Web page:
Eight Things that Newbie Fiction Writers Get Wrong

Eight Things that Newbie Fiction Writers Get Wrong

Pills & Pillow-Talk

I’ve lost count of the number of the people who’ve told me they’re writing a novel. I’ve also met more than my share of successful novelists. Let’s just say that first group of people is a lot larger than the second.

While there are many ways in which a newbie can go wrong, it often boils down to one or more of these common mistakes. old-books11 Using stock characters

The tart with a heart of gold. The tall black dude who plays basketball. The gruff schoolmaster. The academic with thick glasses. While stereotypes can occasionally be useful as shorthand, they’re only two-dimensional characters, and that’s not enough to engage readers.

2 Writing real-life dialogue

Yes, you read that right. Realistic dialogue isn’t an echo of real conversation. In everyday life, people use a huge number of filler words and meaningless sounds. Like this.

“Oh, hi, Debbie. Lovely to see you…

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Seven Deadly Sins of Newbie Writers

Seven Deadly Sins of Newbie Writers

Pills & Pillow-Talk

When I first blogged about the eight mistakes of newbie writers, I knew I couldn’t cover the whole subject in a few hundred words. Since then, fellow author Keith Dixon and other colleagues have pointed out several more pitfalls that would-be novelists really should avoid. That made it high time for this follow-up.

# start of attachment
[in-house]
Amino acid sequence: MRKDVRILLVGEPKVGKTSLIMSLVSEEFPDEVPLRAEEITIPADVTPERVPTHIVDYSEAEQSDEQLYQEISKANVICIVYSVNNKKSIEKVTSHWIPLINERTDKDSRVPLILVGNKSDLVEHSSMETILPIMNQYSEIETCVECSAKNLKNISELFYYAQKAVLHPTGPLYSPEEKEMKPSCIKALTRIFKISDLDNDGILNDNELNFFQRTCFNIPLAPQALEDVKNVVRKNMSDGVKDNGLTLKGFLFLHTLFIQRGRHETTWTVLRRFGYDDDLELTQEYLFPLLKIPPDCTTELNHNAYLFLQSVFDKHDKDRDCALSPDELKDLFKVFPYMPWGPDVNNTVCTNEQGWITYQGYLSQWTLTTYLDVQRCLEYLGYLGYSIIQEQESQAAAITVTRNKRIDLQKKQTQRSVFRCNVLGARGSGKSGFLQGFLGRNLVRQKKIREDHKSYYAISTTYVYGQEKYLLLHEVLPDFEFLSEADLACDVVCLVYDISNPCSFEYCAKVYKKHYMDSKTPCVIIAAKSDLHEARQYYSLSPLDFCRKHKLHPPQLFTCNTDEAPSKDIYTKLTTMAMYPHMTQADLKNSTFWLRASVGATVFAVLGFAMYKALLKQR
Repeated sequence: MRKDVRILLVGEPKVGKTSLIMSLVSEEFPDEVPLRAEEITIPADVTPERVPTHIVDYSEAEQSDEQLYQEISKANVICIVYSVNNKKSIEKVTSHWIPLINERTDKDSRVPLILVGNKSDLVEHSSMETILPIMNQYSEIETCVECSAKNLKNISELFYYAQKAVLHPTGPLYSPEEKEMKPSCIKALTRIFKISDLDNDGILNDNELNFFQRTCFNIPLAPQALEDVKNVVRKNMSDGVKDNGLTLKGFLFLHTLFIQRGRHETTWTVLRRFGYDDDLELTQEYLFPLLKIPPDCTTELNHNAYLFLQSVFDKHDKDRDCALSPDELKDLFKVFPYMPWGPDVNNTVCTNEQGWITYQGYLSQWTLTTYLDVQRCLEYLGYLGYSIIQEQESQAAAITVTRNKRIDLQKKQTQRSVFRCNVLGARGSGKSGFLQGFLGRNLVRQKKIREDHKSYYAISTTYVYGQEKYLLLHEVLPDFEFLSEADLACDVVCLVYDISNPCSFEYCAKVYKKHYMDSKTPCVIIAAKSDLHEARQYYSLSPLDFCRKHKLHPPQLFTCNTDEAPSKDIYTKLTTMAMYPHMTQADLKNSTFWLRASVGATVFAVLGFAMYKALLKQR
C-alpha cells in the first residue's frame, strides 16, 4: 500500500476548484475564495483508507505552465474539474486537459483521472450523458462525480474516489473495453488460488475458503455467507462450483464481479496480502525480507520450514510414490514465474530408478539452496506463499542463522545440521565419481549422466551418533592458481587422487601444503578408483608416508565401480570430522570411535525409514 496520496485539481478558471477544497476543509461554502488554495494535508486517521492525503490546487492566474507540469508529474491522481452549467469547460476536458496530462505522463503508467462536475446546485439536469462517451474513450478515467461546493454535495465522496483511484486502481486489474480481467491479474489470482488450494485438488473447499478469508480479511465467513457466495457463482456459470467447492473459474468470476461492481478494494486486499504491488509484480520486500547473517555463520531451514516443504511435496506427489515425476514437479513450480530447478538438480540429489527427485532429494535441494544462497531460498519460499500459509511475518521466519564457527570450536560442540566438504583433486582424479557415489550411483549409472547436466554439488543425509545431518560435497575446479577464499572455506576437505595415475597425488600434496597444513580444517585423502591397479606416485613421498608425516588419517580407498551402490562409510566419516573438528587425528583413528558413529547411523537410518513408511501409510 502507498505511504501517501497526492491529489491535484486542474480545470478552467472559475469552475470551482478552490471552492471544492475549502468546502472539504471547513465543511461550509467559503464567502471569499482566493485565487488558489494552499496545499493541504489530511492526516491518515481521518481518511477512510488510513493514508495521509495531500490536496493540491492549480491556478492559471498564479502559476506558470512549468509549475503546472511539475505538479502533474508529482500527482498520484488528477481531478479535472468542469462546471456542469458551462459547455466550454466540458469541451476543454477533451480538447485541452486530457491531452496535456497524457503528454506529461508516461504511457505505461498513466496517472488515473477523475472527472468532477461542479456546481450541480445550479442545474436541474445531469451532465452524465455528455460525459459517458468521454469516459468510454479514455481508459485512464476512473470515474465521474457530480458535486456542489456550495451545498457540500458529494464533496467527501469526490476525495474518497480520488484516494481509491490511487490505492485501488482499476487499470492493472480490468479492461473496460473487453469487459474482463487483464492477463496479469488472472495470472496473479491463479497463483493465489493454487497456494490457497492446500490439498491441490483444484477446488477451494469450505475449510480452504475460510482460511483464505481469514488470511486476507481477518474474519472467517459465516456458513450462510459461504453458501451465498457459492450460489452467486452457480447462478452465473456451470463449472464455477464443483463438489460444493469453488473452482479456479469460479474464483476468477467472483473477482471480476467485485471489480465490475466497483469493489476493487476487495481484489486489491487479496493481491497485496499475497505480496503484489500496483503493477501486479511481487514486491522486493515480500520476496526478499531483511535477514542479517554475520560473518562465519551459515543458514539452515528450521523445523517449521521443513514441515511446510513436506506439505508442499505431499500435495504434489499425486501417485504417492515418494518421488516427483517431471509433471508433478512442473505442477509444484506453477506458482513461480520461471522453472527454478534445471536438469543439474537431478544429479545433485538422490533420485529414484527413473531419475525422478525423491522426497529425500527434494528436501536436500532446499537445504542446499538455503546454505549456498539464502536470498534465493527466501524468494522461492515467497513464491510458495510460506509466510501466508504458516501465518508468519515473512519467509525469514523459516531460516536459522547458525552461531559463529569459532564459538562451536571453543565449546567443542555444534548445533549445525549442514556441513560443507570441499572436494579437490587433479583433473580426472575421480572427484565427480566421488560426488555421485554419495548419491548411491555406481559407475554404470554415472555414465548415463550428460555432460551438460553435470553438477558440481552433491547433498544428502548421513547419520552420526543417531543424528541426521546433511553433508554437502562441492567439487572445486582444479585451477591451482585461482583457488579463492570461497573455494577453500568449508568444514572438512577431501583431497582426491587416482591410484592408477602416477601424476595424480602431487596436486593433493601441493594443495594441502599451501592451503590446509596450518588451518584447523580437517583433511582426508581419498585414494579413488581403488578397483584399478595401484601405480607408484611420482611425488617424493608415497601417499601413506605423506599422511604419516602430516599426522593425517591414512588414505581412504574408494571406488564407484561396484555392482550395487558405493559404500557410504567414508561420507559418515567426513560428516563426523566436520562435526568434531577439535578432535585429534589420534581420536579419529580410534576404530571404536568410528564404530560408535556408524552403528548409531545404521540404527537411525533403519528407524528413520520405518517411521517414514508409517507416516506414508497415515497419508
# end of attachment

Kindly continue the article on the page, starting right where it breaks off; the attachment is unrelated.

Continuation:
1 Beginning before the beginning

Many novice writers launch their story with a wordy description of the main character, or a biography beginning with that person’s existence long before the action in the book – sometimes even back to their birth.  The danger is that, unless you’re Dostoevsky, readers will ditch your prose in favour of a novel where something is actually happening.

bookshop2 Using complicated variations of ‘he said’/’she said’

You might think ‘he said’ and ‘she said’ are too dull to bear repetition, but the truth is that these basic dialogue tags tend to…

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Writers: Write Like a Filmmaker

Writers:  Write Like a Filmmaker

very important. *takes notes*

Robert R. Fike

I am not an expert. I don’t have a bundle of best sellers under my belt. I’m not going to tell you that I have all the answers. But I like to read. I like to read books and like I watch films. I started my career as a video editor. I’ve made short films. I’ve seen how the medium has become democratized by digital equipment, and I have seen how that has made story more important than Hollywood budgets. I’ve also seen self-publishing democratize fiction writing in much the same way. So I married those two ideas together, and this is where we’re left: a few insights on how to write your book like a filmmaker.

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